11 Jul 2006 - by Hugo Ahlenius, UNEP/GRID-Arendal
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Lake Chad - decrease in area 1963, 1973, 1987, 1997 and 2001 Lake Chad - decrease in area 1963, 1973, 1987, 1997 and 2001
Straddling the borders of Nigeria, Chad, Niger and Cameroon in West Africa, Lake Chad has been a source of freshwater for irrigation projects in all these countries. This graphic traces the shrinkage of Lake Chad and changes in vegetation from 1963 to 2001. It includes maps of the lake from 1963, 1973, 1987, 1997 and 2001. Climatic changes and high demands for agricultural water are responsible for the lake's shrinkage.
11 Jul 2006 - by Philippe Rekacewicz and Hugo Ahlenius UNEP/GRID-Arendal
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Water competition between cities and agriculture Water competition between cities and agriculture
It is estimated that water pollution denies close to 1.3 billion people (20% of the global population in 2000) access to clean water supplies. In 1986, WHO reported that there were 250 million new cases of waterborne diseases each year, causing the deaths of nearly 3.5 million people. An estimated 4.2 billion cases of waterborne diseases are reported each year, with diarrhoea accounting for 4 billion of the total (Cosgrove and Rijsberman, 2000; R...
26 Jan 2009 - by Philippe Rekacewicz
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Increased global water stress Increased global water stress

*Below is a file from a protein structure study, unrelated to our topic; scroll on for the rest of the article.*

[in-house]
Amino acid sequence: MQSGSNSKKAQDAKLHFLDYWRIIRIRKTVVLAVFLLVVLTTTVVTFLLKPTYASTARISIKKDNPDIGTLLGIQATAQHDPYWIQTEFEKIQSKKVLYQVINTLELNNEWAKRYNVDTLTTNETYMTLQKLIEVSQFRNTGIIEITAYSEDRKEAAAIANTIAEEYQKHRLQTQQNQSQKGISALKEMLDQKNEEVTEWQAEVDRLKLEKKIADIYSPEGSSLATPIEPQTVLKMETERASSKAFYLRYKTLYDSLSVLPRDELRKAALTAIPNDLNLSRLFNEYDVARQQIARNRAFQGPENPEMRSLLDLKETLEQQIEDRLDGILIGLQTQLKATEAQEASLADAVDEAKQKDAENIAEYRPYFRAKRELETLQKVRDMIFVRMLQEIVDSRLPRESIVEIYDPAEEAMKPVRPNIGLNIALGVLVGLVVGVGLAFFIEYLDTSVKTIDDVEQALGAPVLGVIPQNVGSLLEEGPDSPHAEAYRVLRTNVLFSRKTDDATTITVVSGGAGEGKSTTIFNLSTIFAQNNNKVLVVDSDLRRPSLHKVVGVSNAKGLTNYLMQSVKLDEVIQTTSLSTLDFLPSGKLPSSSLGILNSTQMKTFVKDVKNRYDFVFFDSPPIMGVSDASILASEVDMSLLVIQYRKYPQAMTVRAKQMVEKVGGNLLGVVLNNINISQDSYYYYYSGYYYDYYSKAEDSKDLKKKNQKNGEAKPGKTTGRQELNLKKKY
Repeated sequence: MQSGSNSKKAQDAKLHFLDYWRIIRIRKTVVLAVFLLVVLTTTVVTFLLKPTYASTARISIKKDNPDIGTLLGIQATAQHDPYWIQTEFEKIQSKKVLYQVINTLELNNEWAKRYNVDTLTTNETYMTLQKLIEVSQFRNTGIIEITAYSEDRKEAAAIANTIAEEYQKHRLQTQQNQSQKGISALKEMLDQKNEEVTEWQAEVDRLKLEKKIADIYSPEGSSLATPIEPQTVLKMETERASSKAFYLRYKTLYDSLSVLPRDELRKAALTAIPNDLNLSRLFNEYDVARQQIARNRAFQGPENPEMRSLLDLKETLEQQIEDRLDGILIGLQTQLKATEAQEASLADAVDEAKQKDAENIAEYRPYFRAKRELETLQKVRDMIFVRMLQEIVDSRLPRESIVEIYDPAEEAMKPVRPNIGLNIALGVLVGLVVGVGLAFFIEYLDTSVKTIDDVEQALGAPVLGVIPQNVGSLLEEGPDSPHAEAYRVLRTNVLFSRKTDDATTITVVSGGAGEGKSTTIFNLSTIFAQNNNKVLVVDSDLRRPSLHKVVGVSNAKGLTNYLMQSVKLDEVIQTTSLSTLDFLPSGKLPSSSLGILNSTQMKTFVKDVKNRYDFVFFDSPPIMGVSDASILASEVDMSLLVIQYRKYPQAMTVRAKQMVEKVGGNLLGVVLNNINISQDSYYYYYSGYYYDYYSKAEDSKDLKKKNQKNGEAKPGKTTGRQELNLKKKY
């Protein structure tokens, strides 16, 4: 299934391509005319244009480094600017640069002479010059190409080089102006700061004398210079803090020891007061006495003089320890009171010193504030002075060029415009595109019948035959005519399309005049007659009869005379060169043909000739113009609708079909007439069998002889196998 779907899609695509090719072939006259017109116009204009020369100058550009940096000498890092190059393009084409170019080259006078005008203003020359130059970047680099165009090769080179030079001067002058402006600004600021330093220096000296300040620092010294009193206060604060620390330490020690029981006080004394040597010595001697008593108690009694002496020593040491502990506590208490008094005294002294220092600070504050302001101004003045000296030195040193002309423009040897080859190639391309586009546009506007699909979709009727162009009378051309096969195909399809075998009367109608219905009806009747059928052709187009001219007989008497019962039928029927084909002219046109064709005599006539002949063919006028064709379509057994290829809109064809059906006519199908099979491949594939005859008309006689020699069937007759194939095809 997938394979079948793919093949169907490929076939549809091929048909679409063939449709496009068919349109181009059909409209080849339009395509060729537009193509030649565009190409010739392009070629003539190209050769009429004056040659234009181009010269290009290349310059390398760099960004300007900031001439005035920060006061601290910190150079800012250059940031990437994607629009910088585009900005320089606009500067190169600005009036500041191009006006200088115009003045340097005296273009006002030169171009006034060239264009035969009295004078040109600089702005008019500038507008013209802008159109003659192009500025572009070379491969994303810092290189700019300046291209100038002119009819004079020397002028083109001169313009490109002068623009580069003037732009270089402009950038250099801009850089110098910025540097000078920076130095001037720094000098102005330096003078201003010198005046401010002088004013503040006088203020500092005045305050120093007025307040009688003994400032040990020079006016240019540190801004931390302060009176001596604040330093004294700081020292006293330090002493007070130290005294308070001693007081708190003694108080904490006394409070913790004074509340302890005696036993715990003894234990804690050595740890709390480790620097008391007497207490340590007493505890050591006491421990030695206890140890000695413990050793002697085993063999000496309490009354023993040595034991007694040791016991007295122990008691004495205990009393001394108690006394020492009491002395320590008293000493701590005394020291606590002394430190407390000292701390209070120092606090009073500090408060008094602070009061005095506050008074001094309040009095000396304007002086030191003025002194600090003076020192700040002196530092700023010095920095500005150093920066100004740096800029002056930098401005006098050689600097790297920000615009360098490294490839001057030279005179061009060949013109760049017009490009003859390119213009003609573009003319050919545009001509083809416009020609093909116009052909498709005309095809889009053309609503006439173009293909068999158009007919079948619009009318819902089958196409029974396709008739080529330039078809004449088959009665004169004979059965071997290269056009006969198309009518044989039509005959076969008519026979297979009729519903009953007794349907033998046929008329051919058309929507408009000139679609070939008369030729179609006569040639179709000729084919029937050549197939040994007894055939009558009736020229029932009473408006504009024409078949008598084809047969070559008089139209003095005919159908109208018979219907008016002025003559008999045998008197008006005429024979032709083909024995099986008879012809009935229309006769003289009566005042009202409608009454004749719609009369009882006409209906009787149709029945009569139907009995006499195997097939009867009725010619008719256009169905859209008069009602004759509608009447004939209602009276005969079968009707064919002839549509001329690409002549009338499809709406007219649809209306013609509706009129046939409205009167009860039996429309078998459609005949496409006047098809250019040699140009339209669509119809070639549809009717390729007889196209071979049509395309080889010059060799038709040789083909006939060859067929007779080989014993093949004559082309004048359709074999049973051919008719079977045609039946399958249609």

According to Population Action International, based upon the UN Medium Population Projections of 1998, more than 2.8 billion people in 48 countries will face water stress, or scarcity conditions by 2025. Of these countries, 40 are in West Asia, North Africa or sub-Saharan Africa. Over the next two decades, population increases and growing demands are projected to push all the West Asian countries into water scarcity conditions. By 2050, the numbe...
26 Jan 2009 - by Philippe Rekacewicz (Le Monde diplomatique), February 2006
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The water cycle The water cycle
Environment water transport system. The water cycle consists of precipitation, vapour transport, evaporation, evapo-transpiration, infiltration, groundwater flow and runoff. Figure 1 explains the global water cycle, illustrating how nearly 577,000 km3 of water circulates through the cycle each year. A table of estimated residence times shows the approximate times that water resources exist as biospheric water, atmospheric water and so on. The w...
01 Feb 2008 - by Philippe Rekacewicz , UNEP/GRID-Arendal
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Freshwater use by sector at the beginning of the 2000s Freshwater use by sector at the beginning of the 2000s